Michael Stewart: Hi! I am Michael Stewart. I am a professional photographer and I am here teaching you simple, digital photography. In this segment, we will talk about color and Color Management. Colors starts in the camera. If you are recording on a jpeg file, it is very important that you make these settings in your camera. If you are shooting raw files, you have the advantage of changing it at any time later in a computer. For jpeg pictures, the white balance and the color space need to be set in the camera. White balance relates to what color temperature, light source you are using. Now you will see these settings on the back of the camera. They have a little light bulb or they have a picture of the sun, okay, and you want match that up to the light source that you are using and then that will be recorded to that color in the jpeg file.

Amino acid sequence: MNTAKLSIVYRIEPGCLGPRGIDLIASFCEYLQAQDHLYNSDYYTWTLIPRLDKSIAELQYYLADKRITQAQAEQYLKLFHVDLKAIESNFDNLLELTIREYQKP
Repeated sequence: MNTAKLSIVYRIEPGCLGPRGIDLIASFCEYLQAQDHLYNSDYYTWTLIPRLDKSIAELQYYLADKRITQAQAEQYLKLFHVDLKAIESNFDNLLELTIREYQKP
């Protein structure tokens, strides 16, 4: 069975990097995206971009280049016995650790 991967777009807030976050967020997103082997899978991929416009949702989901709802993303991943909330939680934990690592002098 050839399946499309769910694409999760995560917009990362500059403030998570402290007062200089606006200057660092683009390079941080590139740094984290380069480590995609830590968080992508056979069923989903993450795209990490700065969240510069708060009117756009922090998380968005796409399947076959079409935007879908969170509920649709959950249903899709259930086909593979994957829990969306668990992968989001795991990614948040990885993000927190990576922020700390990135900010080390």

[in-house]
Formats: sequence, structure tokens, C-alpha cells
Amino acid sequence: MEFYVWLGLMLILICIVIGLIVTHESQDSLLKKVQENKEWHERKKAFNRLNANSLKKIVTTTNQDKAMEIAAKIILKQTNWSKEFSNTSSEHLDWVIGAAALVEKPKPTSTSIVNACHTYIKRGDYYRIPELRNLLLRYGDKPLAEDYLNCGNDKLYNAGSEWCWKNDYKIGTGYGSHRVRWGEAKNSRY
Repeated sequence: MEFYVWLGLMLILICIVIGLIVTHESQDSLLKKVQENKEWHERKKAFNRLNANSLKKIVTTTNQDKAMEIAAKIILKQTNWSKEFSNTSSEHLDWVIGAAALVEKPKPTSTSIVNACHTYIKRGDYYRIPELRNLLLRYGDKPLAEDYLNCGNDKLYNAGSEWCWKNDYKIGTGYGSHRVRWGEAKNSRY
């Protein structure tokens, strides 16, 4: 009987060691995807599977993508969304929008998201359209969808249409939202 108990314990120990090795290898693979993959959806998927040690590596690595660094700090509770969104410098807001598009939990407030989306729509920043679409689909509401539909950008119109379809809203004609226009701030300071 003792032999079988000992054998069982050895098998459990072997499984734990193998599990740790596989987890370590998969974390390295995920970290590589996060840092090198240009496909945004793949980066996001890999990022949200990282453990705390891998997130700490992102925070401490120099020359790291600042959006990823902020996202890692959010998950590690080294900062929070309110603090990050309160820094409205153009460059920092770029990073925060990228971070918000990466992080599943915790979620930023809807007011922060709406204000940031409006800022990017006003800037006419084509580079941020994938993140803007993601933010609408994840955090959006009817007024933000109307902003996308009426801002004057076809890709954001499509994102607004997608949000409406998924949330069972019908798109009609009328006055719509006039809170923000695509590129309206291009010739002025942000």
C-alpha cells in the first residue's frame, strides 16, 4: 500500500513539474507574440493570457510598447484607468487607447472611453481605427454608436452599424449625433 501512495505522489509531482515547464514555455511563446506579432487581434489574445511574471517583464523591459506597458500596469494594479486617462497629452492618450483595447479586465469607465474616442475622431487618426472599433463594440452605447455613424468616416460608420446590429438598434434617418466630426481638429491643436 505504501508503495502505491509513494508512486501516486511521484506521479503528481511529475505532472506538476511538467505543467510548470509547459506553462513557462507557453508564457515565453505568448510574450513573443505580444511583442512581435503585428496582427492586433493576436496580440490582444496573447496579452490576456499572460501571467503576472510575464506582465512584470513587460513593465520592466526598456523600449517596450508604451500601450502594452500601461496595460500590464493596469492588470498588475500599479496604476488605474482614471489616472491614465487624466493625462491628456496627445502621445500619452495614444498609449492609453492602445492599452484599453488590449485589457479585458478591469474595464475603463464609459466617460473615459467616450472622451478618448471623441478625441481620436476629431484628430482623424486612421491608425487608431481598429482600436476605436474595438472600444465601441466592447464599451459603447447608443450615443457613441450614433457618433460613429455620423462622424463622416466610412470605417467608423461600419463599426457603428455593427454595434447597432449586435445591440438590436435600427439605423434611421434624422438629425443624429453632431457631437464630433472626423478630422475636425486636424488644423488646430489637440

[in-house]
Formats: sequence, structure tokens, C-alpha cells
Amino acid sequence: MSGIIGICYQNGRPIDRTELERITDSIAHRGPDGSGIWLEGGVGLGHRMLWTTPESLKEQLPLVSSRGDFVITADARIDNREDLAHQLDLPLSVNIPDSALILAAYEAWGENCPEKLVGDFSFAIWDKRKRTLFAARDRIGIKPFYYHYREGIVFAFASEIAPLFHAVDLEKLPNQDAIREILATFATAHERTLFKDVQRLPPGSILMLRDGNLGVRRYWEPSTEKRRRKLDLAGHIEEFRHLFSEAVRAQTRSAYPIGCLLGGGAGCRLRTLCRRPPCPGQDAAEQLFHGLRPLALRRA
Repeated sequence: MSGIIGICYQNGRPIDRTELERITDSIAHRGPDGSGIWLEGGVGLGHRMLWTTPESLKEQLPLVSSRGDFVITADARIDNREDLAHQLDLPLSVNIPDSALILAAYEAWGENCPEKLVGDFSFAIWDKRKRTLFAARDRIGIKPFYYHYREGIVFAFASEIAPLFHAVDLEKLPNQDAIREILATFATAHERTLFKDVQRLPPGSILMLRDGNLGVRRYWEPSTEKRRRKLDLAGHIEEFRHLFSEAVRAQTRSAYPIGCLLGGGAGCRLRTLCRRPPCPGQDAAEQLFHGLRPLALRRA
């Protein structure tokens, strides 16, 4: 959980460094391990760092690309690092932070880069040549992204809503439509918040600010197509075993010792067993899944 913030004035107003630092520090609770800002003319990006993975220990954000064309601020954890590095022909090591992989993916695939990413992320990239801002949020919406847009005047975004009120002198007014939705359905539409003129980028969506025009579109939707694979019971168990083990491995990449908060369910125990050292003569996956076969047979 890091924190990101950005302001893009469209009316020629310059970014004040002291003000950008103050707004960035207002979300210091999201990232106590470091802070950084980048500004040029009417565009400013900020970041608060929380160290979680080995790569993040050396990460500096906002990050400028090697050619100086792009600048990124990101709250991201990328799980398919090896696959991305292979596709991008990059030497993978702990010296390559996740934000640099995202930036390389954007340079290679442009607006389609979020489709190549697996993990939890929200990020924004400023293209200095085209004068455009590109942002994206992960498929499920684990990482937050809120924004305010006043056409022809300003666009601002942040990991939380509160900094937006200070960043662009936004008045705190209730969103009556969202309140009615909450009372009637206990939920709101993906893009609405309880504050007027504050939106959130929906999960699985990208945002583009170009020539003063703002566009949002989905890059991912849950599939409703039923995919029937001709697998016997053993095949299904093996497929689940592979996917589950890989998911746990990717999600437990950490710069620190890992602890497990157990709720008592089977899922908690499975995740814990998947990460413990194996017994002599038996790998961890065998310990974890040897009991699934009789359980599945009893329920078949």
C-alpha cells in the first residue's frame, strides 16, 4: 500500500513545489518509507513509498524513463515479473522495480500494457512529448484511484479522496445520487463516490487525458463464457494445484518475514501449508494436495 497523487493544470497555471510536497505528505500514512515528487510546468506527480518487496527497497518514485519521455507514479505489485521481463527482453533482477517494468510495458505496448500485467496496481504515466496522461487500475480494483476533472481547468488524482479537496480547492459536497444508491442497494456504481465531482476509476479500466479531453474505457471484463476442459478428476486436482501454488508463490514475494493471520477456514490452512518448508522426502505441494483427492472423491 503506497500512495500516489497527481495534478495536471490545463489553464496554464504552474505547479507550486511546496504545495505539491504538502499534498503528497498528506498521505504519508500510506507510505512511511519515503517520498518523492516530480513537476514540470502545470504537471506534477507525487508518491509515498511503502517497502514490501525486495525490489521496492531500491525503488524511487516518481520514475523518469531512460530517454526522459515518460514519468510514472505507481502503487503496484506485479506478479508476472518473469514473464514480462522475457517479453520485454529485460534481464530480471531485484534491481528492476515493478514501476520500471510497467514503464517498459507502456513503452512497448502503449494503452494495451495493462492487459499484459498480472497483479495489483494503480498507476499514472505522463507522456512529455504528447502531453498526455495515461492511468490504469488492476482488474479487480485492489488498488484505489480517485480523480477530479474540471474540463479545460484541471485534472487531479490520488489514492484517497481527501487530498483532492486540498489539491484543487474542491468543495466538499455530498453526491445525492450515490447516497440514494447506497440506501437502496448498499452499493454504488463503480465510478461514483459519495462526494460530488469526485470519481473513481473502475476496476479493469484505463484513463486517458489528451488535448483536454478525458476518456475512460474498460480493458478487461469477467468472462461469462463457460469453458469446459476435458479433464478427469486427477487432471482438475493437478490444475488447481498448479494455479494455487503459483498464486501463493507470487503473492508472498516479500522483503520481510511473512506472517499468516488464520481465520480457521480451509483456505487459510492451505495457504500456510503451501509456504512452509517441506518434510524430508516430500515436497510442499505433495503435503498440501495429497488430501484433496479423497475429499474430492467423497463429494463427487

Also the color space. Now the color space settings that you usually have as an option are SRGB or Adobe RGB. If you make ink jet prints, Adobe RGB is a nice color space to work in but for most of what amateur photographers do, SRGB is going to be the color space, you want to stick with throughout your work flow. Now let's look on the computer at what color settings you need to make there. I am looking here at a raw file processor. A raw file processor allows you to change the color temperature of an image. Here, I am making it bluer or yellower, cooler warmer. Here I am making it magenta or green. The exposure, all of the aspects of the file, the sharpness, all that from the raw data that the camera recorded. Then you need to, in order to use the file, you need to output it as a jpeg or a tif or another format. So, this raw processor really takes the raw data from the camera and then makes adjustments to it and processes out to a file that can be used by another application like Photoshop. And display it on the web, print it from there. Very common problem with simple, digital photography is that the images on the monitor don't look like the prints. Now, here on the left we have an image that is corrected pretty nicely for color and saturation and then we have the print that we got back on the right and it is very bright and under saturated. Now this is a problem that the monitor has not being calibrated. There are hardware devices to calibrate a monitor, to get it to be very close to what the print is going to be but without one of these devices, you can simply make a test print and then adjust your monitor to match the color and brightness of that print. Then subsequently, images that you edit on the monitor will more closely match the prints that you get back. So there you have the basics of Color Management. Next, we will talk about editing your images in a program such as Photoshop.